What Does the "Living" Word Really Mean?
October 1, 2012
When I first became a Christian, I have a vivid memory of my pastor lifting up his hefty leather Bible—his name inscribed in shiny silver letters—and thrusting it at the air while pronouncing the power of the “LIVING WORD OF GOD.” This was something he liked to do often. And for that community, it got its desired effect. His constant acclamation and confidence left us all with a sense of awe and respect for the biblical texts.
The Bible was magical and mysterious and held within it the secrets of reality ... or perhaps, just the problems we were dealing with at the time. So, over the next year, I learned the Bible inside and out.
But eventually I came to realize that we didn’t love the book—we used it. We handled the Bible like an object, and depending on the situation, treated it like either a sword or a piece of delicate china. But we never really treated it as if it were “living and active” (Hebrews 4:12).
But eventually I came to realize that we didn’t love the book—we used it.
Years have passed and I don’t fault the pastor and this church for their treatment of the Bible. For all intents and purposes, their perspective on the biblical texts enabled them to dig deeply into them—perhaps with certain intentions, but into the texts, regardless.
Since then, I’ve met and worshipped with many kinds of Christians and their many different perspectives concerning the Bible. Some people approach the book with fear or intimidation. Others analyze it like a textbook or read into it like a storybook. Still others speak of it with flowery affection ... with or without actually spending time with it. Occasionally I meet someone who approaches the book like Moses tiptoeing to the burning bush, barefooted and humble.
But these are only a few ways I’ve seen people approach the scriptures. The truth of the matter is that it would be an understatement to say that people have unique relationships with their Bibles.
Even so, most of these relationships seem to be with an object. Some communities may use the phrase the “Living Word of God,” but is there any basis to this claim? How should that adjective—“living"—change our approach to the scriptures?
It takes a fresh perspective to be free of the assumption that the Bible is just another book on the shelf, a perspective my eyes were opened to recently in my Hebrew class.
“The Hebrew language is not a precise mathematical language. It is alive. It desires to be known."
While teaching the basic Hebrew letters, our professor began to talk about each of the letters as if they had personalities. “Watch out for this guy. He’s a postmodern letter and keeps changing depending on the situation. Oh, but this one is rock-solid. You can rely on her.”
My classmates and I enjoyed the humorous imagery, but after being asked about the poetic imagery in the biblical language, the professor became a poet himself, “The Hebrew language is not a precise mathematical language. It is alive. It desires to be known. It dares you to chase after it, pursue it and immerse yourself within it. So do not take it lightly. Spend time with it. Get to know it. It is complex and mysterious and deserves your time.”
Sometimes it’s easy to approach the Bible as if we can dissect and analyze it. But the Bible, like a person, is not something that you can analyze and comprehend fully. In the same way that a person isn’t their Facebook profile or their resume, the Bible isn’t merely an object. When it comes to knowing a living person, it can take years, if not a lifetime, to truly know and understand someone. It takes dedication and loyalty—and even conflict. And even if we’re willing, the best of intentions can still push people away from us. Ever try getting to know someone, but come off as too eager? It can often lead to relationships that are lopsided or off balance. Getting to know someone’s true self takes mutual respect and trust.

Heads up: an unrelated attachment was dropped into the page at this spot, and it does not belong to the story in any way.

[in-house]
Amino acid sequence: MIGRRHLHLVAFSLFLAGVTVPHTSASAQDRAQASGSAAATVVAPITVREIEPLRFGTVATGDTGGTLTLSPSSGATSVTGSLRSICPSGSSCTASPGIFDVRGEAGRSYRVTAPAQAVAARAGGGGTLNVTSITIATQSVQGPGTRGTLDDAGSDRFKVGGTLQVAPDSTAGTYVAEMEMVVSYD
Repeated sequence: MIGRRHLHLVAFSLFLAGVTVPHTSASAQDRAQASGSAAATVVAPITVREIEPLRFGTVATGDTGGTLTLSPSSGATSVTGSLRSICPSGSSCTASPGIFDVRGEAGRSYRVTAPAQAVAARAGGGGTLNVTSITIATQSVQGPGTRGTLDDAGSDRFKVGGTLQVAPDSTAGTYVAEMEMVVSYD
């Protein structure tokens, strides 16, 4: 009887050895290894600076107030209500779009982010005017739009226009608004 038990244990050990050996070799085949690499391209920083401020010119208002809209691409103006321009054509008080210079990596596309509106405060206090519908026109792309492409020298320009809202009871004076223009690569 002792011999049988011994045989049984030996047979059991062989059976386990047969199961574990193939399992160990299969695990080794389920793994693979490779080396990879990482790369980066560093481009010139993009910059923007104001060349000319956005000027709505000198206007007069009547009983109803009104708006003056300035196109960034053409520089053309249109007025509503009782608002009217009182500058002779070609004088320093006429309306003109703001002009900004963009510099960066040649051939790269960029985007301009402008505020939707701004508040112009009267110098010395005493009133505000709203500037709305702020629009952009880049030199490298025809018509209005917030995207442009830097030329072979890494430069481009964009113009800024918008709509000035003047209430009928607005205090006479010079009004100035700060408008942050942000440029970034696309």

Knowing a living being is not a science. Knowing is not merely data-gathering. Truly knowing a living being takes time and purpose and relationship. Becoming familiar with the life inside of someone is a complex process! And while the idea of approaching the Bible as a living thing might seem like a strange concept, there is something sacred available to us when we give the scriptures room to be alive.
When we encounter beautiful passages, we can love them back—knowing that God is in them and speaking through them. When we wrestle with dark or confusing texts, we can let ourselves feel uncomfortable, yet still trusting. When we encounter hope, we can celebrate along our scriptures. When we read of acts of justice, we can be inspired to imitate our book. When the words pour forth mourning and lamentation, we can sit alongside of them and offer comfort. When we read those red letters, the words of Jesus, we can feel gratitude to our pages for holding such sacred gifts from our Lord.
Your Bible is not just a book. It is your friend. And it is the kind of friend who will be waiting there no matter how much time passes. Do not use your friend. Do not manipulate your friend’s words. Do not label or objectify your friend. This friend has seen lifetimes come and go. It has seen God step into and through reality. It has seen blood spilt and blood sacrificed for thousands of years. Your friend is wise. Your friend speaks in whispers through the One who authored it. Your friend has emotions and layers.
And like most living things, it wants deeply to be known. When you read God's Word, what is taking place is more than just a one-way "study" from person to object. Instead, God's Word is indeed living as God moves it to work in your life—and make you more like Him.
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